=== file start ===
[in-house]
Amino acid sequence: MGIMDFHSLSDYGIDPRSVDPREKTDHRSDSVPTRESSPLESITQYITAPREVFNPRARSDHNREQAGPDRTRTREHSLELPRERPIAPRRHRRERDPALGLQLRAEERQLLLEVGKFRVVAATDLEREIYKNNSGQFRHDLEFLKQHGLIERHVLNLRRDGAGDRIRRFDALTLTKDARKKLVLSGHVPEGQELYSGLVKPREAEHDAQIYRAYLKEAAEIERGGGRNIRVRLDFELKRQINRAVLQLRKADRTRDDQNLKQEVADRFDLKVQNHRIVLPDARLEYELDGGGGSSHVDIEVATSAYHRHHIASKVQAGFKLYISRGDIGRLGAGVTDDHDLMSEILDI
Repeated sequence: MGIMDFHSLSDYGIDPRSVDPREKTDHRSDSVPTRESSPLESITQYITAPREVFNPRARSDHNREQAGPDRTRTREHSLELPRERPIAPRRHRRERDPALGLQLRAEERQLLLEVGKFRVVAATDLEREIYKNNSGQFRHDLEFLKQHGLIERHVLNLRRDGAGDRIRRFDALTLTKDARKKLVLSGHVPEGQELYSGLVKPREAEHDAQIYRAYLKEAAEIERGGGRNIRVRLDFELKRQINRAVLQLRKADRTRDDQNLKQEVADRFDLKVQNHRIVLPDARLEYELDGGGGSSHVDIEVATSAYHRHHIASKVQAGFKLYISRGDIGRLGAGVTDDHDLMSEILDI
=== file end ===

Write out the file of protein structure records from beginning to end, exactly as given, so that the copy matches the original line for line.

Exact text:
[in-house]
Amino acid sequence: MGIMDFHSLSDYGIDPRSVDPREKTDHRSDSVPTRESSPLESITQYITAPREVFNPRARSDHNREQAGPDRTRTREHSLELPRERPIAPRRHRRERDPALGLQLRAEERQLLLEVGKFRVVAATDLEREIYKNNSGQFRHDLEFLKQHGLIERHVLNLRRDGAGDRIRRFDALTLTKDARKKLVLSGHVPEGQELYSGLVKPREAEHDAQIYRAYLKEAAEIERGGGRNIRVRLDFELKRQINRAVLQLRKADRTRDDQNLKQEVADRFDLKVQNHRIVLPDARLEYELDGGGGSSHVDIEVATSAYHRHHIASKVQAGFKLYISRGDIGRLGAGVTDDHDLMSEILDI
Repeated sequence: MGIMDFHSLSDYGIDPRSVDPREKTDHRSDSVPTRESSPLESITQYITAPREVFNPRARSDHNREQAGPDRTRTREHSLELPRERPIAPRRHRRERDPALGLQLRAEERQLLLEVGKFRVVAATDLEREIYKNNSGQFRHDLEFLKQHGLIERHVLNLRRDGAGDRIRRFDALTLTKDARKKLVLSGHVPEGQELYSGLVKPREAEHDAQIYRAYLKEAAEIERGGGRNIRVRLDFELKRQINRAVLQLRKADRTRDDQNLKQEVADRFDLKVQNHRIVLPDARLEYELDGGGGSSHVDIEVATSAYHRHHIASKVQAGFKLYISRGDIGRLGAGVTDDHDLMSEILDI